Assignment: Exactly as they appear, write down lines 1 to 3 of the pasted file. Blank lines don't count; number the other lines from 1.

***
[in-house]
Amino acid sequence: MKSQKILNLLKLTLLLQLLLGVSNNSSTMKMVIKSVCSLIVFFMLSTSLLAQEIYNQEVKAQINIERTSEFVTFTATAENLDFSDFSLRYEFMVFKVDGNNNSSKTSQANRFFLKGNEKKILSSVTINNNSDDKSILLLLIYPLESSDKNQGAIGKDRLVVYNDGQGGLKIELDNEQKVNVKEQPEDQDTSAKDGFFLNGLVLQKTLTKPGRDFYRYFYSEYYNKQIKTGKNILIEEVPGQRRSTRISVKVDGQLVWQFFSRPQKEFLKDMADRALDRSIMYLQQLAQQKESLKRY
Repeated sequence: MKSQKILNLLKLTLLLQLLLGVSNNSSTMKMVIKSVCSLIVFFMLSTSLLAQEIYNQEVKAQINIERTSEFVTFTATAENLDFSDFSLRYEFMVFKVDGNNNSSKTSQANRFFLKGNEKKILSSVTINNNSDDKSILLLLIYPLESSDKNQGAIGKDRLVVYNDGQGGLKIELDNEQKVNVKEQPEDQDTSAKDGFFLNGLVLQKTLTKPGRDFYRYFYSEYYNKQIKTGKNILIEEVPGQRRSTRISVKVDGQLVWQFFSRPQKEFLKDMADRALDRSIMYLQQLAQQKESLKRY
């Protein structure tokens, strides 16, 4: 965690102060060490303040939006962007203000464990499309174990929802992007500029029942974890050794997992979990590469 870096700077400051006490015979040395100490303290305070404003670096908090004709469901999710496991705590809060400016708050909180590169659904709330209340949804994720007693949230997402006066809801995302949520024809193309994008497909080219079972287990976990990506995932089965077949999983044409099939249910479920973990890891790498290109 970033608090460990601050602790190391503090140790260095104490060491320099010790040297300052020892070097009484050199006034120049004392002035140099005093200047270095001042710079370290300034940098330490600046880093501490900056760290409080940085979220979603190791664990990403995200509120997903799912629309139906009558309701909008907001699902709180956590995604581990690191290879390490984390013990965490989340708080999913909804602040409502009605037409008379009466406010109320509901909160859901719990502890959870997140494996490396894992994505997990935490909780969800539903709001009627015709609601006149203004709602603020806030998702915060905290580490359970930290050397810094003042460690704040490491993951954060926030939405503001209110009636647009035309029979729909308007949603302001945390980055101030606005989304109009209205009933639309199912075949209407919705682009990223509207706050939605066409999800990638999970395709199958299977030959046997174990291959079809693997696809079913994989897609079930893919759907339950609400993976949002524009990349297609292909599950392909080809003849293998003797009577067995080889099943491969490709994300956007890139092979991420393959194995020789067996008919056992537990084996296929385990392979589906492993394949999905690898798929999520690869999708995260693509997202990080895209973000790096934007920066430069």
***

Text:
[in-house]
Amino acid sequence: MKSQKILNLLKLTLLLQLLLGVSNNSSTMKMVIKSVCSLIVFFMLSTSLLAQEIYNQEVKAQINIERTSEFVTFTATAENLDFSDFSLRYEFMVFKVDGNNNSSKTSQANRFFLKGNEKKILSSVTINNNSDDKSILLLLIYPLESSDKNQGAIGKDRLVVYNDGQGGLKIELDNEQKVNVKEQPEDQDTSAKDGFFLNGLVLQKTLTKPGRDFYRYFYSEYYNKQIKTGKNILIEEVPGQRRSTRISVKVDGQLVWQFFSRPQKEFLKDMADRALDRSIMYLQQLAQQKESLKRY
Repeated sequence: MKSQKILNLLKLTLLLQLLLGVSNNSSTMKMVIKSVCSLIVFFMLSTSLLAQEIYNQEVKAQINIERTSEFVTFTATAENLDFSDFSLRYEFMVFKVDGNNNSSKTSQANRFFLKGNEKKILSSVTINNNSDDKSILLLLIYPLESSDKNQGAIGKDRLVVYNDGQGGLKIELDNEQKVNVKEQPEDQDTSAKDGFFLNGLVLQKTLTKPGRDFYRYFYSEYYNKQIKTGKNILIEEVPGQRRSTRISVKVDGQLVWQFFSRPQKEFLKDMADRALDRSIMYLQQLAQQKESLKRY